This is the account of the Great Depression I have been waiting for: detailed, personal, emotional and achingly intimate. To read it is to stand in the dark, peering into kitchen windows where families are broken, anxious and desperate.
In Canton, Ohio, eight days before Christmas 1933, four years into the Depression, hundreds of people found the energy and optimism to pick up pencils and pens and write to a mysterious man who offered them help.
A man calling himself B. Virdot ran an ad, no bigger than a playing card, in the town newspaper promising "financial aid" to those who described their circumstances in letters he promised would never be made public.
He kept his pledge, sending gifts of $5 apiece (when a pound of hamburger cost 11 cents) to 150 families, giving away the equivalent of $12,400 when his own future was not at all clear.
And he kept his secret, stashing those desperate letters in a small suitcase that survived his death, grew dusty in family attics and wound up, in the summer of 2008, in the hands of his grandson, Ted Gup.
It is our good fortune that Gup is a journalist, compelled not only by his family history but by what he calls "the extraordinary lives of 'ordinary people.'" He unfolds with care, as if it were a crumbling newspaper clipping, the story of his grandfather, Sam Stone, a men's clothier who took on an alias in the ad. He lied himself into security and ultimately success and then, Gup surmises, mined his harsh memories to fuel his compassion.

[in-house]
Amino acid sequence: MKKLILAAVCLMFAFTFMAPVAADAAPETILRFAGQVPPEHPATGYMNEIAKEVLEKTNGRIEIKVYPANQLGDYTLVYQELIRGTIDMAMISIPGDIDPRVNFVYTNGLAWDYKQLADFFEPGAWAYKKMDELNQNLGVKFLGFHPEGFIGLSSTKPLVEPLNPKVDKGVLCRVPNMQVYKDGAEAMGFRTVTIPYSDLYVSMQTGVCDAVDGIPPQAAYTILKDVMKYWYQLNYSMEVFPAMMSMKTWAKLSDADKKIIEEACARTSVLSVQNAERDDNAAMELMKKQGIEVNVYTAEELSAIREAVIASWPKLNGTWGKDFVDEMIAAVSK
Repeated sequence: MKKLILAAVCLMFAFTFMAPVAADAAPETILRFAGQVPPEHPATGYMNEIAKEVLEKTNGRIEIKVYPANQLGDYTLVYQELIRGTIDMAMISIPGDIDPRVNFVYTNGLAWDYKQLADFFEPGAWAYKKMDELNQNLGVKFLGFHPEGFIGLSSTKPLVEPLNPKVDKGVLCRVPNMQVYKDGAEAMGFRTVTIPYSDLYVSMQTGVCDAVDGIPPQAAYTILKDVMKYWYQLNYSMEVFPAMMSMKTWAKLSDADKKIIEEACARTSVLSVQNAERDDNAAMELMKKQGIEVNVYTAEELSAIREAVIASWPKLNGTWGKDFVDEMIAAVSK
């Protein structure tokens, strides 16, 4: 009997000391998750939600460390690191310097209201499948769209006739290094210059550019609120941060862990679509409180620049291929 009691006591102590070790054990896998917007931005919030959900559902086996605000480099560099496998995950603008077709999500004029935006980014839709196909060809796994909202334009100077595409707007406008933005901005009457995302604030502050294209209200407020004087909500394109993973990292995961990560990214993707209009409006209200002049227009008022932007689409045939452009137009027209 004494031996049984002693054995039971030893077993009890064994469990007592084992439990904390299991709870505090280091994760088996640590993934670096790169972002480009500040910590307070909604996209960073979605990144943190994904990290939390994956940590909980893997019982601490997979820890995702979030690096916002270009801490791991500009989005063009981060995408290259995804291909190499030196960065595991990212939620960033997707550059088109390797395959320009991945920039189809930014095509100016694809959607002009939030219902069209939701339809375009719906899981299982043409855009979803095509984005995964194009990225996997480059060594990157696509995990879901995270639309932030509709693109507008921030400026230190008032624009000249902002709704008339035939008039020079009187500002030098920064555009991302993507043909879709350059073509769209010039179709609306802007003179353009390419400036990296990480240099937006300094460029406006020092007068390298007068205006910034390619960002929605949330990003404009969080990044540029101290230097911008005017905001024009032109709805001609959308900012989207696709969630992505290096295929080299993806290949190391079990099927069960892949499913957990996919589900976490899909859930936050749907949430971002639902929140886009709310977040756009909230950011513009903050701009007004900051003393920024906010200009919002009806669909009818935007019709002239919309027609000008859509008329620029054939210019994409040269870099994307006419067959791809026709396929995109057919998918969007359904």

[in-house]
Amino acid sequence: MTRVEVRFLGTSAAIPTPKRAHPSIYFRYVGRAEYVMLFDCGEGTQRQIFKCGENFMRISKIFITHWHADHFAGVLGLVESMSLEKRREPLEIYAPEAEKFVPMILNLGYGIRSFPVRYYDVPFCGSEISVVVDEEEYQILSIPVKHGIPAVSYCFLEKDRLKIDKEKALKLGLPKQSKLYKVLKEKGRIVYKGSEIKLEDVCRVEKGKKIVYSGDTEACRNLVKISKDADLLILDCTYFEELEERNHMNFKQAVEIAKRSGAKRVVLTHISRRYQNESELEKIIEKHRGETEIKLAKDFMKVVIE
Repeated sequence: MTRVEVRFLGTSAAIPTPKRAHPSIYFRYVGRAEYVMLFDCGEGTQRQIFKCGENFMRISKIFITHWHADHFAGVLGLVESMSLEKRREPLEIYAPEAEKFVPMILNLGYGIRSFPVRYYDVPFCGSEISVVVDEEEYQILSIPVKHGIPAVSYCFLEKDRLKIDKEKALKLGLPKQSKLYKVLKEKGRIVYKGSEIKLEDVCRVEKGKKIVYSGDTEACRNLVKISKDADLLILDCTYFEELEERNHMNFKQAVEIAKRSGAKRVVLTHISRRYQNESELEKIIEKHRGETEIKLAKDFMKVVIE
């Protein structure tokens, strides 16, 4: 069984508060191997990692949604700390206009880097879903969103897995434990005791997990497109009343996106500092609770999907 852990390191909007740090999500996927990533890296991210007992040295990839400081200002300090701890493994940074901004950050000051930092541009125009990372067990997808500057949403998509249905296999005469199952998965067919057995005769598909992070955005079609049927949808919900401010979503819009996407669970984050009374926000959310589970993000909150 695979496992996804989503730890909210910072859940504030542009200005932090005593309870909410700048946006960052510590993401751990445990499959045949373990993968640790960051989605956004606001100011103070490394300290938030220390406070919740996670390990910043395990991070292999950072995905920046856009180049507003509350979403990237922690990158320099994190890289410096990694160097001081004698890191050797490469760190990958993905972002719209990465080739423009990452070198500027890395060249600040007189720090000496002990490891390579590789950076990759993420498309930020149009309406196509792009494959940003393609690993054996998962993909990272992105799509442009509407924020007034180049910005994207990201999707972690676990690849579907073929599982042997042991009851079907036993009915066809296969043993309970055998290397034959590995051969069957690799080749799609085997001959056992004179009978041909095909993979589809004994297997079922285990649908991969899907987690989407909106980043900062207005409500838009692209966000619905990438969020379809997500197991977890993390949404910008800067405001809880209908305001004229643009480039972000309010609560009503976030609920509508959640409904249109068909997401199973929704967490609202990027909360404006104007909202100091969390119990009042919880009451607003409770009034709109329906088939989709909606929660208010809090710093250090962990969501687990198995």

Gup pays the same tribute to the stories of those who secretly begged for help, letter writers who included fallen executives, abandoned wives and teenaged girls. One woman steamed open a used envelope, using its blank side to write on.
For these common folk he seeks to answer: How did they fall? Did the gift make a difference? What became of them and their descendents?
This is Gup's main theme: "It was the smallness of B. Virdot's gift ... that was its magic, not an act of governmental grandiosity but a gesture of human compassion. ... Its puniness and its purity ... gave it its transformative power, then and now. It was too small to put even a dent in the Great Depression but just enough to fend off the sense that no one cared and nothing could be done."
Families bought their kids shoes so they could go to school. They paid off debts to the milk man. They held onto an apartment, at least for another month.
We come to know Canton as if it were our own hometown, and its people as if they were our neighbors. By the final few chapters, though, some readers may find the tales repetitious. Gup's research is extraordinary, but he might have pared back his cast, letting the strongest stories stand taller.
Its epic sweep gives this book an ultimately hopeful tone, even for our own times, as reflected in one of Sam Stone's favorite sayings: "Each night I bury the record of today, for every morning a soul is born anew, and I do not permit the disappointments of today or yesterday to reflect on the possibilities of tomorrow."
Susan Ager, a longtime columnist for the Detroit Free Press, is at firstname.lastname@example.org